# Proving injection,surjection,bijection

1. Feb 27, 2008

### Physicsissuef

1. The problem statement, all variables and given/known data

Prove that one copying $$f:A \rightarrow B$$ is injection, only if $$x_1,x_2 \in A$$ and $$x_1 \neq x_2 \Rightarrow f(x_1) \neq f(x_2)$$

2. Relevant equations

3. The attempt at a solution

2. Feb 27, 2008

### EnumaElish

What is the definition of an injection that you are working with/have been taught?

3. Feb 27, 2008

### Tom Mattson

Staff Emeritus
I bet the definition he was taught was the contrapositive of this one. Namely, that a map $f:A\rightarrow B$ is an injection if for all $x_1,x_2\in A$, $f(x_1)=f(x_2)$ implies $x_1=x_2$.

Physicsissuef, is that the definition in your book?

4. Feb 27, 2008

### Physicsissuef

Yes sir, sorry for missing the formula.

5. Feb 27, 2008

### Tom Mattson

Staff Emeritus
In that case, your proof need only be one line long. For any conditional statement $p \Rightarrow q$ (that is: if p, then q), a logically equivalent statement is $\neg q \Rightarrow \neg p$ (that is: if not p, then not q). This latter statement is called the contrapositive of the first, and it can be immediately inferred from it.

6. Feb 27, 2008

### Physicsissuef

Prove that one copying $$f:A \rightarrow B$$ is surjection, only if $$f(A)=B$$

7. Feb 27, 2008

### Tom Mattson

Staff Emeritus
Are you going to make me guess the definition again?

8. Feb 27, 2008

### Physicsissuef

surjection is, if every element $$y \in B$$ is image of at least one element $$a \in A$$

9. Feb 27, 2008

### HallsofIvy

Staff Emeritus
Okay, you prove one set is equal to another by showing that each is a subset of the other. And you prove subset by saying "if x is in" the first set and then showing that x must be in the second.

It should be trivial to show that f(A) is a subset of B. (What does $f: A\rightarrow B$ mean?)
To prove that B is a subset of A, start with "if $$y \in B$$" and show that y is in f(A). Of course, you will also need to use the definition of "f(A)".

Do you see a basic theme in all of this? Learn the exact words of the definitions. You can use the exact statement of definitions in proofs.

10. Feb 28, 2008

### Physicsissuef

Ok, but I think I still can't understand the definition of injection. What does $$f(x_1)=f(x_2), x_1=x_2$$, mean?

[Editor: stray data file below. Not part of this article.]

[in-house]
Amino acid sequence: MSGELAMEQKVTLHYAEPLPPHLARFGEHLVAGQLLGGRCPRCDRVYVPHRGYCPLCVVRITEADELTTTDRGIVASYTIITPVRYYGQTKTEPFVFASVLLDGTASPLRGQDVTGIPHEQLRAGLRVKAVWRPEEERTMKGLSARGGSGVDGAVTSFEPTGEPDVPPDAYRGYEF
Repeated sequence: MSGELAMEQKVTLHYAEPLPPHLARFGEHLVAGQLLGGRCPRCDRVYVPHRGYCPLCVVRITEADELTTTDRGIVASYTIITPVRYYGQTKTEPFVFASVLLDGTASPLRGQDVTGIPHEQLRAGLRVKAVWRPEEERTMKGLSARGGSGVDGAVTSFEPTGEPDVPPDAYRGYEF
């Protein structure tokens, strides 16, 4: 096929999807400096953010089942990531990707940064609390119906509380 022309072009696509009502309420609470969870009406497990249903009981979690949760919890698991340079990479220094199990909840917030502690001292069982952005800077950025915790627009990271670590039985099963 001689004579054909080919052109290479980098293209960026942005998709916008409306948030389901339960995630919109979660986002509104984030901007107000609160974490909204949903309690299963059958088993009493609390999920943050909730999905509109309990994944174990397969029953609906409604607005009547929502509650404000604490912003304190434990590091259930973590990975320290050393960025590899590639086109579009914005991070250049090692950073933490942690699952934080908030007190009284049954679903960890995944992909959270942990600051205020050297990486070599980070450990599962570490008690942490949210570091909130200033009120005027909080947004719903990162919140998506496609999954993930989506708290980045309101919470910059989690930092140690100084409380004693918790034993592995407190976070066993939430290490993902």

If I draw a domain and codomain, lets say $$f(x_1)=f(x_2)=1, x_1=x_2$$
http://pic.mkd.net/images/638823221.JPG [Broken]
Still, can't understand.

Last edited by a moderator: May 3, 2017
11. Feb 28, 2008

### steelphantom

Here's an example of something that's not an injection:

Let f(x) = x2. If f(y) = f(z) = 4, does y = z ? Not necessarily, because you could have y = 2 and z = -2. This is not an injection.

If, for example, f(x) = 2x, then f(y) = f(z) would imply that y = z. e.g. f(y) = f(z) = 4 => y = z = 2. This is an injection.

Hope that helped you understand the concept a little better.

12. Feb 28, 2008

### Physicsissuef

Ok, thanks. But can you draw it with domains and co domains, like my picture, please?

13. Feb 29, 2008

### Physicsissuef

Can you give me the whole prove, please?

14. Feb 29, 2008

### HallsofIvy

Staff Emeritus
No, we don't want to prevent you form learning- you learn by doing, not by watching someone else do it for you .

I will do this: suppose f:R->R is defined by f(x)= 3x- 4. To prove that f is injective ("one-to-one") we need to prove "if f(x1)= f(x2) then x1= x2. Okay, for this particular f, f(x1)= 3x1- 4 and f(x2)= 3x2- 4 so f(x1)= f(x2) means 3x1- 4= 3x2- 4. Adding 4 to both sides of the equation gives 3x1= 3x2 and then dividing both sides by 3, x1= x2, exactly what we needed to prove. To prove f is surjective ("onto"), let y be any real number. We need to prove that there must exist x such that f(x)= y. f(x)= 3x- 4= y so, again adding 4 to both sides, 3x= y+ 4 and then dividing by 3, x= (y+4)/3. For any real number y, that is still a real number. Since every number in R is f(x) for some x, f is surjective.

Now, can you tell me why g: R-> R, defined by g(x)= x2, can you tell me g is not injective and is not surjective?

Can you tell me why h:R to the non-negative real numbers, defined by h(x)= x2, is not injective but is surjective?

What about j(x)= x2, from non-negative real numbers to all real numbers?

What about k(x)= x2, from non-negative real numbers to non-negative real numbers?

15. Mar 1, 2008

### Physicsissuef

Ok, can you explain me first, why the definition is $f(x_1)=f(x_2)$ , $x_1=x_2$? What it means?

16. Mar 1, 2008

### cristo

Staff Emeritus
It's just the definition. In words, it means that an injective function is one that maps a distinct element in the domain to a distinct element in the codomain.

17. Mar 1, 2008

### Physicsissuef

But why $x_1=x_2$?

18. Mar 1, 2008

### cristo

Staff Emeritus
That's the "distinct element in the domain" part.

19. Mar 1, 2008

### Physicsissuef

Lets say if $f(x_1)=f(x_2)$, $f(x_1)=y$ if y=3, then $f(x_2)=3$
if $x_2=5$, so $f(5)=3$, then $x_1=6$ and $f(6)=3$, it doesn't necessarily $x_1=x_2$

20. Mar 1, 2008

### cristo

Staff Emeritus
Sorry, but what function are you using? I don't see you define f anywhere.